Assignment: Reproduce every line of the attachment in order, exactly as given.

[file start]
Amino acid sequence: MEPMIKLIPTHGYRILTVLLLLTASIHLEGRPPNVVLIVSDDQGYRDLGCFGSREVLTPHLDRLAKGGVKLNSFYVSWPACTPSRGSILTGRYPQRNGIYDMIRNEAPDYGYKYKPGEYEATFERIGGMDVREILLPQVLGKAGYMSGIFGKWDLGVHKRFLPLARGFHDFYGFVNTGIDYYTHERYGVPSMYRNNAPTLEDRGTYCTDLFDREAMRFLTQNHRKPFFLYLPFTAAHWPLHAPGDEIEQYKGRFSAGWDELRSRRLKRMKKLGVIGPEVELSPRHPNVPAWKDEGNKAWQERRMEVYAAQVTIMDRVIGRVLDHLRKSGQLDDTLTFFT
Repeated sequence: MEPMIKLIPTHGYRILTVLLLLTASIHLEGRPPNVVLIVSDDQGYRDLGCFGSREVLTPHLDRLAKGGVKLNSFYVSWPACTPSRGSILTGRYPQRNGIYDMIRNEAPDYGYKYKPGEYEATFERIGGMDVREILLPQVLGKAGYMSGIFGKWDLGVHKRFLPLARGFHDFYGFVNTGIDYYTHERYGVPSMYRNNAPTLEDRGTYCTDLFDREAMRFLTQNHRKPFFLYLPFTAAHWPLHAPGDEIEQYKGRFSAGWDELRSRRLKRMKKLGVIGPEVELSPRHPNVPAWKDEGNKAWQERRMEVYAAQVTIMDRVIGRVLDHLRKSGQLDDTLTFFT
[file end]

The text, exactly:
Amino acid sequence: MEPMIKLIPTHGYRILTVLLLLTASIHLEGRPPNVVLIVSDDQGYRDLGCFGSREVLTPHLDRLAKGGVKLNSFYVSWPACTPSRGSILTGRYPQRNGIYDMIRNEAPDYGYKYKPGEYEATFERIGGMDVREILLPQVLGKAGYMSGIFGKWDLGVHKRFLPLARGFHDFYGFVNTGIDYYTHERYGVPSMYRNNAPTLEDRGTYCTDLFDREAMRFLTQNHRKPFFLYLPFTAAHWPLHAPGDEIEQYKGRFSAGWDELRSRRLKRMKKLGVIGPEVELSPRHPNVPAWKDEGNKAWQERRMEVYAAQVTIMDRVIGRVLDHLRKSGQLDDTLTFFT
Repeated sequence: MEPMIKLIPTHGYRILTVLLLLTASIHLEGRPPNVVLIVSDDQGYRDLGCFGSREVLTPHLDRLAKGGVKLNSFYVSWPACTPSRGSILTGRYPQRNGIYDMIRNEAPDYGYKYKPGEYEATFERIGGMDVREILLPQVLGKAGYMSGIFGKWDLGVHKRFLPLARGFHDFYGFVNTGIDYYTHERYGVPSMYRNNAPTLEDRGTYCTDLFDREAMRFLTQNHRKPFFLYLPFTAAHWPLHAPGDEIEQYKGRFSAGWDELRSRRLKRMKKLGVIGPEVELSPRHPNVPAWKDEGNKAWQERRMEVYAAQVTIMDRVIGRVLDHLRKSGQLDDTLTFFT